The Info List - Niterói

(Portuguese pronunciation: [niteˈɾɔj], [nitɛˈɾɔj]) is a municipality of the state of Rio de Janeiro
Rio de Janeiro
in the southeast region of Brazil. It lies across Guanabara Bay
Guanabara Bay
facing the city of Rio de Janeiro
Rio de Janeiro
and forms part of the Rio de Janeiro Metropolitan Area.[2] It was the state capital, as marked by its golden mural crown, from 1834 to 1894 and again from 1903 to 1975. It has an estimated population of 487,327 inhabitants (2010) and an area of 129.375 km (80.39 mi), making it the second most populous city in the state. It has the highest Human Development Index
Human Development Index
of the state[citation needed]. The city has the nicknames of Nikity, Nicki City and the Smile City (Cidade Sorriso)[citation needed]. Studies by the Getulio Vargas Foundation
Getulio Vargas Foundation
in June 2011 classified Niterói
as the richest city of Brazil, with 55.7% of the population included in class A. Considering the classes A and B, Niterói
also appears in the first place, with 85.9% of the population in these classes. The word "Niterói" comes from the Tupi language and means "water that hides". It was founded on 22 November 1573 by the Tupi Amerindian chief Araribóia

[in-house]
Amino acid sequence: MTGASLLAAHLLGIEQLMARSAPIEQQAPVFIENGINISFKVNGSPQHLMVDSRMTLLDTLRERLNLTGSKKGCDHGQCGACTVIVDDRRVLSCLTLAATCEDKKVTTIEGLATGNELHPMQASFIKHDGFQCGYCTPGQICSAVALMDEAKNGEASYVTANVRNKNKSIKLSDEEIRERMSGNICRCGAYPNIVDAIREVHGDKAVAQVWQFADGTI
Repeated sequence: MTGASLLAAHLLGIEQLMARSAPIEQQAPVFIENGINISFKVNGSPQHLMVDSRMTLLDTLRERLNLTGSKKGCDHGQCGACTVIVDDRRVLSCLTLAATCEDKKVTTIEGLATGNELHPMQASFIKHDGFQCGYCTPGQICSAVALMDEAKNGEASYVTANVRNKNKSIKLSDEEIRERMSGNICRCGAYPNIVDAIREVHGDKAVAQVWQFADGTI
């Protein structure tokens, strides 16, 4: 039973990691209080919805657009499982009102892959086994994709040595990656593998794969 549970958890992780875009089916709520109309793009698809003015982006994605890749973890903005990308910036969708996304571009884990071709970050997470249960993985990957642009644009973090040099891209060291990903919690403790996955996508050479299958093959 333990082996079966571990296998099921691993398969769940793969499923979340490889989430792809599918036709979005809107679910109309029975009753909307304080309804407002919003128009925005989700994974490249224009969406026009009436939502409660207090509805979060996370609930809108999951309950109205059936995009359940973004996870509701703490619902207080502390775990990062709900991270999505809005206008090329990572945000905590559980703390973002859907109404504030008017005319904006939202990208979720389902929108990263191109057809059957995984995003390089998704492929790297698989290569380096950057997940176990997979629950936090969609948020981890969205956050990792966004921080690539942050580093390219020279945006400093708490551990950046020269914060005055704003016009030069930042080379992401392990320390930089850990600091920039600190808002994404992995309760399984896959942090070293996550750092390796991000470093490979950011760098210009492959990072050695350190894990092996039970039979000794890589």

(who later was forcibly converted to Roman Catholicism and given the Christian name of Martim Afonso, after the Portuguese explorer Martim Afonso de Sousa). It makes Niteroi the only Brazilian city to have been founded by a non-Christian, non-assimilated Brazilian Amerindian.[3] The municipality contains part of the 2,400 hectares (5,900 acres) Serra da Tiririca State Park, created in 1991.[4]


1 History 2 Growth 3 Economy 4 Demographics 5 Education 6 Politics 7 Administrative divisions 8 Notable people 9 References 10 External links


Icaraí beach in 1895

Alameda São Boaventura in Fonseca area, 1909

Following the expulsion of French settlers from Rio de Janeiro
Rio de Janeiro
in 1567 by Estácio de Sá
Estácio de Sá
(the so-called France Antarctique
France Antarctique
episode), the Portuguese crown began noticing that the bay of Rio de Janeiro
Rio de Janeiro
would make a strategic scale for the Atlantic route of ships from Portugal to its colonies in Africa and Asia, as well an important advanced bridgehead for the defense of South Brazil. Fortresses were built and an alliance was formed with nearby native Tupi-Guaraní tribes to defend the settlement against other European invaders. Araribóia, the chief of one of these allied tribes – the Temininós – requested from the Portuguese Governor-General of Brazil, Mem de Sá, a tract of land; his request was granted, and he was rewarded with the region called "Banda D'Além" (the land beyond), in the eastern side of the bay, from River Marui to the Red Barriers between Gragoata and Boa Viagem beaches.[5] This area corresponded to what is nowadays the northwestern part of the municipality of Niterói, which includes the central and northern zones of its urban area. There, in the "Land Beyond", Araribóia